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#87794 - 07/12/04 09:50 AM Failure rate of GFCI's?
foxnest Offline
first timer

Registered: 07/07/04
Posts: 10
I need to blow off the deck around my pool no less than once a day, and often many more times. In that I do it so much, instead of bunching the cord all up at any given end so it doesn't drape through the pool as I walk along the perimeter, well, suffice it to say it drapes through the water each and every time.

The guy who lives across the street from me is an electrician. I began doing it this way because he said that as long as there aren't any nicks in the extension cord--and because it's plugged into a GFCI--this is OK to do. I therefore buy a new extension cord every few months to ensure there aren't any unseen nicks in the cord.

Something struck me out of the blue the other day. I wondered if GFCI's can fail. I did a quick Google search and saw some literature that stated GFCI's can and do fail, as much as 57%.

If my GFCI failed, and there was an unseen nick in my cord, would I be merely shocked or would I be killed?

The answer will determine my future behavior. Thank you.


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#87795 - 07/12/04 09:58 AM Re: Failure rate of GFCI's?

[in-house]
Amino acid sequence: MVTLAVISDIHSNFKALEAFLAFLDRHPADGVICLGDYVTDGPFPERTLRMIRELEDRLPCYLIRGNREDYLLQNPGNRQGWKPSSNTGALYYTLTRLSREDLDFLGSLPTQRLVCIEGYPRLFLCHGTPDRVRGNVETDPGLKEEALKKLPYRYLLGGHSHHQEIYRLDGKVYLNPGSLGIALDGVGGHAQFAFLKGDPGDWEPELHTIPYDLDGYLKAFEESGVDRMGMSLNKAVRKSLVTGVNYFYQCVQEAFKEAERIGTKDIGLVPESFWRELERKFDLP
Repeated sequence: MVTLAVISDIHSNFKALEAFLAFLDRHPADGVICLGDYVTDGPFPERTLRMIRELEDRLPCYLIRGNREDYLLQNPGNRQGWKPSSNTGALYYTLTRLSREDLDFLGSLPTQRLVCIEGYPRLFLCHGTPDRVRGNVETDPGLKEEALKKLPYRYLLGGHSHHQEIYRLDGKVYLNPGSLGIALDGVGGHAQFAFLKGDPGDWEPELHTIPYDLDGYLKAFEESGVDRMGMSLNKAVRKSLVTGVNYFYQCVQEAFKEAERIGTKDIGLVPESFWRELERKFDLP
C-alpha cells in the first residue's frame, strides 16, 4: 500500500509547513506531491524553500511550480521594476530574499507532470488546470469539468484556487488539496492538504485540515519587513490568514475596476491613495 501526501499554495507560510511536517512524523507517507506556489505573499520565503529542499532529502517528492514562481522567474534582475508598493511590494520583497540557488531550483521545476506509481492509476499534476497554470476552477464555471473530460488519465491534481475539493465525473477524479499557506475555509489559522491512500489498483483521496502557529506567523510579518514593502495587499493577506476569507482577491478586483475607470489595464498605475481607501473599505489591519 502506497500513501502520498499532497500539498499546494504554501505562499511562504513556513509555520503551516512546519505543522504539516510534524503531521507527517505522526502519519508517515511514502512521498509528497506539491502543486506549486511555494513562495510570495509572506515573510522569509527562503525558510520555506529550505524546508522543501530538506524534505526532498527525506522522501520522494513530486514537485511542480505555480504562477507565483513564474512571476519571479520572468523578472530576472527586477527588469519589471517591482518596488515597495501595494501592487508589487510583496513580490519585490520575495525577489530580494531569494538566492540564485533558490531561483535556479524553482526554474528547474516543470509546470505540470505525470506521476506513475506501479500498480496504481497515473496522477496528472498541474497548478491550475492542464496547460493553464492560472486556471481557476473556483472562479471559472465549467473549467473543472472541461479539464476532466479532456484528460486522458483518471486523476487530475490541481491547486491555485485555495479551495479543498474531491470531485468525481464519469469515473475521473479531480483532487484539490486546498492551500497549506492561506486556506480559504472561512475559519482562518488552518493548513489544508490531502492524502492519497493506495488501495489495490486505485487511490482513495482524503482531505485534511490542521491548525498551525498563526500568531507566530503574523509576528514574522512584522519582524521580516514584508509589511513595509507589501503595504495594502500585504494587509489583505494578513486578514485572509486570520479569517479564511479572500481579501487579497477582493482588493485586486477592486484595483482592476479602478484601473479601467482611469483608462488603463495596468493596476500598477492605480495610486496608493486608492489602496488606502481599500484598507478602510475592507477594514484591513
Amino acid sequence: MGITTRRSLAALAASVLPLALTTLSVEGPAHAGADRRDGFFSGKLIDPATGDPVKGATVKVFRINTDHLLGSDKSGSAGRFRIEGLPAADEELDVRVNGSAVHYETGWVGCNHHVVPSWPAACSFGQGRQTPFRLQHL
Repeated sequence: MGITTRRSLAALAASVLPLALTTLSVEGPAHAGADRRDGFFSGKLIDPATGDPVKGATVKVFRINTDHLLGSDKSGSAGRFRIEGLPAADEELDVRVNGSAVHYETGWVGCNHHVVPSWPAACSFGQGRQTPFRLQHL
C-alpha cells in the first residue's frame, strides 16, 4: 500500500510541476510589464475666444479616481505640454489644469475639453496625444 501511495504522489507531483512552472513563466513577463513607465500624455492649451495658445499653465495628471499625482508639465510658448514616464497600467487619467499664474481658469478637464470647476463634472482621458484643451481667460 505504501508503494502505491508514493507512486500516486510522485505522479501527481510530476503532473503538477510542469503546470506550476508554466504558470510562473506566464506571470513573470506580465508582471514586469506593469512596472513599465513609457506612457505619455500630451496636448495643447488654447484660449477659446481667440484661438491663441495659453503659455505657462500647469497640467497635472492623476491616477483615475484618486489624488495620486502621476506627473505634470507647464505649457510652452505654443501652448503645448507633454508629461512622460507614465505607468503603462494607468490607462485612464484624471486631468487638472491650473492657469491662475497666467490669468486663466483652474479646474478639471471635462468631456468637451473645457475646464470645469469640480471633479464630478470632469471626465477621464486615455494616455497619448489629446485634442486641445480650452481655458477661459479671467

MTeator Offline
"I am the Ipeman"

Registered: 05/05/03
Posts: 7622
Maybe you should go cordless or get a gas blower. I'm sure the cost wouldn't be so high when you consider the extension cords you're buying.

As long as you're not wet, and the cord to you isn't wet, a cut in the cord would just trip the circuit breaker. If you're somehow electrically connected to the pool though, then you could receive a shock. It depends on the person what effect it'll have on you.
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#87796 - 07/12/04 09:58 AM Re: Failure rate of GFCI's?
Arnold Offline
Helpful Electrician

Registered: 07/09/02
Posts: 5000
Loc: United States
Well, if you wait ten thousand years, almost 100% of GFCIs will fail. So I'm not sure what that 57% number means. The number I've seen is that about 25% of the installed GFCIs are no longer working. But these are GFCIs that are not being tested regularly.

Test your GFCI monthly as you are supposed to, and inspect the cord regularly, and the risk should be small. In the event that the cord becomes nicked at the same time as the GFCI fails, there still should be little danger to you as long as you stay out of contact with the water.
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#87797 - 07/12/04 10:08 AM Re: Failure rate of GFCI's?
foxnest Offline
first timer

Registered: 07/07/04
Posts: 10
I do have a gas backpack blower, but it's very noisy and stinks up the air. I only use it to move huge amounts of leaves in tandem with my electric blower in the fall. I was thinking of researching battery-powered blowers. I understand they don't have as much power, but I don't need much power around the deck, and then I wouldn't continually be having to untangle a 100-ft. extension cord either.